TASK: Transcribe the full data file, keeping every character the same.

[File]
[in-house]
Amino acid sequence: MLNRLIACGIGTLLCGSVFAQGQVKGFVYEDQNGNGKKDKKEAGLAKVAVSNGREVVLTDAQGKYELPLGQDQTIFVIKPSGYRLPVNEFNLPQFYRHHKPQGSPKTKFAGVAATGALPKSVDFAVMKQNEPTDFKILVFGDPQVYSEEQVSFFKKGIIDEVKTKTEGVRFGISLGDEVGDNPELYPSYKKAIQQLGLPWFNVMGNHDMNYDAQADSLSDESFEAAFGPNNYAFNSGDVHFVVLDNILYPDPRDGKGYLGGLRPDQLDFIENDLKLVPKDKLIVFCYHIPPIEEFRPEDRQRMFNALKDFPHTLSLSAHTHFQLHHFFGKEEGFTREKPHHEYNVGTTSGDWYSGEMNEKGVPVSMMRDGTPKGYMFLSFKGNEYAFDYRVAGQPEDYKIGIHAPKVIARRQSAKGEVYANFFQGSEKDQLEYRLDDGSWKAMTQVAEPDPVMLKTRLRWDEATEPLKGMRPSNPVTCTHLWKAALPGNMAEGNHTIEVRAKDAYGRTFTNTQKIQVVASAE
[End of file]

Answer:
[in-house]
Amino acid sequence: MLNRLIACGIGTLLCGSVFAQGQVKGFVYEDQNGNGKKDKKEAGLAKVAVSNGREVVLTDAQGKYELPLGQDQTIFVIKPSGYRLPVNEFNLPQFYRHHKPQGSPKTKFAGVAATGALPKSVDFAVMKQNEPTDFKILVFGDPQVYSEEQVSFFKKGIIDEVKTKTEGVRFGISLGDEVGDNPELYPSYKKAIQQLGLPWFNVMGNHDMNYDAQADSLSDESFEAAFGPNNYAFNSGDVHFVVLDNILYPDPRDGKGYLGGLRPDQLDFIENDLKLVPKDKLIVFCYHIPPIEEFRPEDRQRMFNALKDFPHTLSLSAHTHFQLHHFFGKEEGFTREKPHHEYNVGTTSGDWYSGEMNEKGVPVSMMRDGTPKGYMFLSFKGNEYAFDYRVAGQPEDYKIGIHAPKVIARRQSAKGEVYANFFQGSEKDQLEYRLDDGSWKAMTQVAEPDPVMLKTRLRWDEATEPLKGMRPSNPVTCTHLWKAALPGNMAEGNHTIEVRAKDAYGRTFTNTQKIQVVASAE